It is the most common general-purpose grade of PP. It is semi-crystalline, solid, contains only PP monomers, and is suitable for a wide variety of applications, from plastic packaging to automotive and healthcare.

PP block copolymer

Ethylene-containing co-monomers (5 – 15% ethylene) are positioned in regular patterns called blocks. It is a tough and strong material with high impact resistance, suitable for industrial high-strength applications.

PP random copolymer

Ethylene-containing co-monomers (1 – 7% ethylene) are positioned in irregular patterns throughout the PP molecule. It has high flexibility and optical clarity, suitable for applications with optical transparency and good appearance requirements.

PP impact copolymer

It is a PP homopolymer with a co-mixed PP random copolymer phase, containing between 45 – 65% ethylene. With its high impact resistance, it is suitable for packaging, pipe and automotive applications.

PP terpolymer

It is a combination of propylene segments and randomly positioned monomers of ethylene and butane. It has high optical transparency and low crystalline uniformity and is a suitable material for sealing film applications.

PP high melt strength (HMS PP)

A long chain branched PP that has both high melt strength and stretchability. This polymer has a wide range of mechanical properties and high thermal and chemical properties, making it suitable to be used as low-density foams for various applications.

Expanded polypropylene (EPP)

It is a greatly versatile closed-cell bead foam with low density. It exhibits distinctive properties, such as high impact resistance, energy absorption, thermal insulation, and high strength-to-weight ratio. It is also used in many industries, such as automobiles, construction, and packaging.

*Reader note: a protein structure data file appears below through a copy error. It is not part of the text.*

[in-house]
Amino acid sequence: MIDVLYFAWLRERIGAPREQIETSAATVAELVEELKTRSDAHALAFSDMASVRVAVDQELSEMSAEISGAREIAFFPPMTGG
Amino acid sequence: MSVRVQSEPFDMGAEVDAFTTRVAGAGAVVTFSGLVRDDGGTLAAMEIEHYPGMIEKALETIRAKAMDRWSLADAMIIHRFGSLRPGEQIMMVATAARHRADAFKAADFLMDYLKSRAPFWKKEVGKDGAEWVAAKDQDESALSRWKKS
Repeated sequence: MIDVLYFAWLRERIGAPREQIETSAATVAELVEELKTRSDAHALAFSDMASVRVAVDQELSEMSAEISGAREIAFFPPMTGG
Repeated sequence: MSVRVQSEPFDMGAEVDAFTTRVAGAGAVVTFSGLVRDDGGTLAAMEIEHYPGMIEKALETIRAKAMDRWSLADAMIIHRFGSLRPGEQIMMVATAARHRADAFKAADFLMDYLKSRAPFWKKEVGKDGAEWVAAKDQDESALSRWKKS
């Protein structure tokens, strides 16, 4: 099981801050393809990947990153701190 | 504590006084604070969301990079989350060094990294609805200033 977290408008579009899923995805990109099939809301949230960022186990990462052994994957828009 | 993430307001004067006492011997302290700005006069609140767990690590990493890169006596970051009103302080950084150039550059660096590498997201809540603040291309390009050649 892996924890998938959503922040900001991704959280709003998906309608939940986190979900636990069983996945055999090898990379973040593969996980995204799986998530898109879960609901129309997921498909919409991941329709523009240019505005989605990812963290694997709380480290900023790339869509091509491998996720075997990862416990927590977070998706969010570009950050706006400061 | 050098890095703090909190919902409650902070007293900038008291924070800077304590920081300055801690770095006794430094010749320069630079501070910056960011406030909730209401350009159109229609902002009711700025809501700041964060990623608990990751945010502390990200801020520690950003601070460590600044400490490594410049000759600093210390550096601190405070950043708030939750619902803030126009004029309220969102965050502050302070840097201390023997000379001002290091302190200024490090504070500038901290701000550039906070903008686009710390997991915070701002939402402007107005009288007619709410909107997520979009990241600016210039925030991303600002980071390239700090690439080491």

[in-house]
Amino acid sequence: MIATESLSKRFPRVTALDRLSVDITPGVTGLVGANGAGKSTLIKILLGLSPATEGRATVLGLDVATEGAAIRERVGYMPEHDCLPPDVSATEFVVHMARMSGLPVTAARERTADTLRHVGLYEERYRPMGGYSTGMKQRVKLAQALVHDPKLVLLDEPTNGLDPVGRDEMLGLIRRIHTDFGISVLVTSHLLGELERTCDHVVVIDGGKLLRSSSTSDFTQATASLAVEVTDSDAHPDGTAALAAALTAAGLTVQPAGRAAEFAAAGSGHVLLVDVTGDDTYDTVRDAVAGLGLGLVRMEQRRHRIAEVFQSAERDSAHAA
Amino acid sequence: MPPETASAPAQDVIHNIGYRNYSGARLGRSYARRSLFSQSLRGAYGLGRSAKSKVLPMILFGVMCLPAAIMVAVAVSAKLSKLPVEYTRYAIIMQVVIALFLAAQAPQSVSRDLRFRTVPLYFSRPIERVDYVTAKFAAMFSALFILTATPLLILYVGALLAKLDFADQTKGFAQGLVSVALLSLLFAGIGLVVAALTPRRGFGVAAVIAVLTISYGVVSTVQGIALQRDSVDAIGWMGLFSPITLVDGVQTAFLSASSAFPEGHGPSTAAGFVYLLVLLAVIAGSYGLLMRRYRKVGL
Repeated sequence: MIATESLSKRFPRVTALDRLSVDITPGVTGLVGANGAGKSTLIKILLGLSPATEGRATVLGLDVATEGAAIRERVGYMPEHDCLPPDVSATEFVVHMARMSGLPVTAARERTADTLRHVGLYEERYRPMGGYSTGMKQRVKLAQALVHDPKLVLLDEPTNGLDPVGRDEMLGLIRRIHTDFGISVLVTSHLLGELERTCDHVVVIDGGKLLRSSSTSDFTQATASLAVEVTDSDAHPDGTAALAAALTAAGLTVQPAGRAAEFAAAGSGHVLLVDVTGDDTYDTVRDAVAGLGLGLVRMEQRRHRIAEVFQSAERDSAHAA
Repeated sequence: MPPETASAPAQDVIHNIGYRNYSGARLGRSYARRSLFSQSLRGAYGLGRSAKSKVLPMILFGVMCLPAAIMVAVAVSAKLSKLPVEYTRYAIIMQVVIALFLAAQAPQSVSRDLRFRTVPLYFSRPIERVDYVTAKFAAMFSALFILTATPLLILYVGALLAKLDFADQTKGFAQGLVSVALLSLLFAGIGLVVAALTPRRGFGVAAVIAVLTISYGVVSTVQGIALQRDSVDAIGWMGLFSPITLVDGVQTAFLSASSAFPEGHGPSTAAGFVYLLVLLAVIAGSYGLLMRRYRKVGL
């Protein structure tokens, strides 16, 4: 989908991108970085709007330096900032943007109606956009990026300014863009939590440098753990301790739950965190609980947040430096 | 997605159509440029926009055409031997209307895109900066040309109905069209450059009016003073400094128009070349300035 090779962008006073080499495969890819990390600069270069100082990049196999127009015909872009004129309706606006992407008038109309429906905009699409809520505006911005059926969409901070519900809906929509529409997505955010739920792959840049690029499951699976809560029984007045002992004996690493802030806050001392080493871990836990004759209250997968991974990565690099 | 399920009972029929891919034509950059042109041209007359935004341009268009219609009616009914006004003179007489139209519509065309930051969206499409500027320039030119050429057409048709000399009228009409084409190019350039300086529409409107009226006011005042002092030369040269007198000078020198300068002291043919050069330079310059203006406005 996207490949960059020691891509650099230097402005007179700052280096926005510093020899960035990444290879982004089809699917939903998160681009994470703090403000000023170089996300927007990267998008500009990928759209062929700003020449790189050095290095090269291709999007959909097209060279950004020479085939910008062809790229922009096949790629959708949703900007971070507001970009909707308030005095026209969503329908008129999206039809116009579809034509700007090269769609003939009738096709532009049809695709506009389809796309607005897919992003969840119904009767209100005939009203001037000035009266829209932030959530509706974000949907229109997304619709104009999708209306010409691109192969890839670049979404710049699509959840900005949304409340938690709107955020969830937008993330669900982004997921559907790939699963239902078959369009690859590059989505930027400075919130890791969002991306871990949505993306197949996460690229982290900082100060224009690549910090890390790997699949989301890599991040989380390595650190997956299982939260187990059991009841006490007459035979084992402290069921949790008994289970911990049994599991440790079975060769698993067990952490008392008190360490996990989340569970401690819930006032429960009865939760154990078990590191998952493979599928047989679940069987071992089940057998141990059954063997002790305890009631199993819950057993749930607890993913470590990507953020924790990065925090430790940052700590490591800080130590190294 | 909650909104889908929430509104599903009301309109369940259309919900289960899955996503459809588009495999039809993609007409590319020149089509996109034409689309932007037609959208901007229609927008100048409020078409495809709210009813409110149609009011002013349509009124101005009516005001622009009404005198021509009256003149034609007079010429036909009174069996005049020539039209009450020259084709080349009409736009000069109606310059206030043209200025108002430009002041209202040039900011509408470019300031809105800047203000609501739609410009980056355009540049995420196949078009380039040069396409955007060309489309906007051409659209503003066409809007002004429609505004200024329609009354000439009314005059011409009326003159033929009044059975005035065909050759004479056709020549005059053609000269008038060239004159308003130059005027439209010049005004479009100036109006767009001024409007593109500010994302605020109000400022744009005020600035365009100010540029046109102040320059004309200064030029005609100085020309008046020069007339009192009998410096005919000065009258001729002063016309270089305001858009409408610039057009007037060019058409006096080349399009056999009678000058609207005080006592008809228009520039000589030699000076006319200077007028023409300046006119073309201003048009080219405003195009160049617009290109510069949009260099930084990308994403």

Polypropylene Production and Processing

The two most common ways to make polypropylene are bulk slurry or gas phase production. In both cases, propylene, the monomer, is exposed to pressure, high temperatures and a catalyst.

Bulk slurry processing facilitates polymerisation by adding liquid propylene to the reactor. This method produces homopolymers and block copolymers successfully.

For gas-phase processing, gaseous propylene is placed with a solid catalyst inside a loop reactor, producing a fluidized bed. Random copolymers require the use of a gas phase reactor.

As a highly versatile polymer, polypropylene can adapt to various production methods. These include injection moulding, blow moulding, extrusion, and general-purpose extrusion. Some manufacturers are pushing to optimise or blend PP to be able to use it in additive manufacturing. The challenge lies in its semi-crystalline structure and severe warping.


Polypropylene’s unique qualities and ability to adapt make it suitable for an extremely wide range of applications.

Its chemical resistance makes it useful as a material for solvent containers. Living hinges are created from polypropylene plastic thanks to its shape retention and fatigue resistance properties. Electronic components also use polypropylene for electrical insulation. Other very common uses for polypropylene include flexible packaging, rigid packaging, piping, food containers, clear plastic bags, ropes, carpets and concrete reinforcement. Polypropylene fibres are used in clothing and diapers.

Polypropylene is an economical material, and polypropylene products can be seen in every industrial and commercial application area today. Those include the automotive sector, textiles, medical sector, consumer goods, and industrial applications.



  • Unique and flexible properties
  • Slippery surface that resists cracking
  • Low density
  • Good resistance to chemicals
  • Highly available and cost-effective